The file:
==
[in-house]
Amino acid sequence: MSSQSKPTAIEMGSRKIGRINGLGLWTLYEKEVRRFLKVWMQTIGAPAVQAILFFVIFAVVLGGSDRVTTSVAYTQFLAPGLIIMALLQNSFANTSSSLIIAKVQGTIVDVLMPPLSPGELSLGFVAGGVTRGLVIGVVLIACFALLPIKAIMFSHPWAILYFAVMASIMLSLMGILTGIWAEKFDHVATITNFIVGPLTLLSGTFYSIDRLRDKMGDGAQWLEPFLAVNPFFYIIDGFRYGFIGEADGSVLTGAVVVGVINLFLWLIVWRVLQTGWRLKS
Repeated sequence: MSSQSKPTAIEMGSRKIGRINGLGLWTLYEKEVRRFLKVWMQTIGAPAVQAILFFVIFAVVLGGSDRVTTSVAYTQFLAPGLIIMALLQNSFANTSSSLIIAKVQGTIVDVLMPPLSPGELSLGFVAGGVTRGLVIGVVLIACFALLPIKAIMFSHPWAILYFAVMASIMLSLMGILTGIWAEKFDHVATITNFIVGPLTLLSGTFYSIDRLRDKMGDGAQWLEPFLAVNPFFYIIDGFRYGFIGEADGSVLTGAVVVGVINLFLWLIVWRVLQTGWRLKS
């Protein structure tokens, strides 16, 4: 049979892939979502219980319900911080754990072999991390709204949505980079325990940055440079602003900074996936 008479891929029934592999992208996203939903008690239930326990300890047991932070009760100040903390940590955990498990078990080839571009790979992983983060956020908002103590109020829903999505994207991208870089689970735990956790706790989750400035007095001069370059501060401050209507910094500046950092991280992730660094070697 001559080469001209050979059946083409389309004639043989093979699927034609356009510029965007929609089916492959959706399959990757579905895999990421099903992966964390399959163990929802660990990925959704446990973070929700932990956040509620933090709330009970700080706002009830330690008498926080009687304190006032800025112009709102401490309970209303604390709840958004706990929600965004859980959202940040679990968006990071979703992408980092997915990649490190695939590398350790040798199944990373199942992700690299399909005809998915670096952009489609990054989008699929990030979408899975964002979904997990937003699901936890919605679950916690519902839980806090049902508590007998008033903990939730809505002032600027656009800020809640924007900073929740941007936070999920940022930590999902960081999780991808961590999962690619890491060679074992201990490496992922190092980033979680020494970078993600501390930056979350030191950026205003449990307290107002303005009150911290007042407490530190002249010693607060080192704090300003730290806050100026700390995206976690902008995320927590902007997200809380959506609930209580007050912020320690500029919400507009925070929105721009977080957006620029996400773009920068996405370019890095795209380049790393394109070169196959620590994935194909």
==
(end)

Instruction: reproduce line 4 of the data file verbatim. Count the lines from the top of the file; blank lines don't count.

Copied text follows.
């Protein structure tokens, strides 16, 4: 049979892939979502219980319900911080754990072999991390709204949505980079325990940055440079602003900074996936 008479891929029934592999992208996203939903008690239930326990300890047991932070009760100040903390940590955990498990078990080839571009790979992983983060956020908002103590109020829903999505994207991208870089689970735990956790706790989750400035007095001069370059501060401050209507910094500046950092991280992730660094070697 001559080469001209050979059946083409389309004639043989093979699927034609356009510029965007929609089916492959959706399959990757579905895999990421099903992966964390399959163990929802660990990925959704446990973070929700932990956040509620933090709330009970700080706002009830330690008498926080009687304190006032800025112009709102401490309970209303604390709840958004706990929600965004859980959202940040679990968006990071979703992408980092997915990649490190695939590398350790040798199944990373199942992700690299399909005809998915670096952009489609990054989008699929990030979408899975964002979904997990937003699901936890919605679950916690519902839980806090049902508590007998008033903990939730809505002032600027656009800020809640924007900073929740941007936070999920940022930590999902960081999780991808961590999962690619890491060679074992201990490496992922190092980033979680020494970078993600501390930056979350030191950026205003449990307290107002303005009150911290007042407490530190002249010693607060080192704090300003730290806050100026700390995206976690902008995320927590902007997200809380959506609930209580007050912020320690500029919400507009925070929105721009977080957006620029996400773009920068996405370019890095795209380049790393394109070169196959620590994935194909």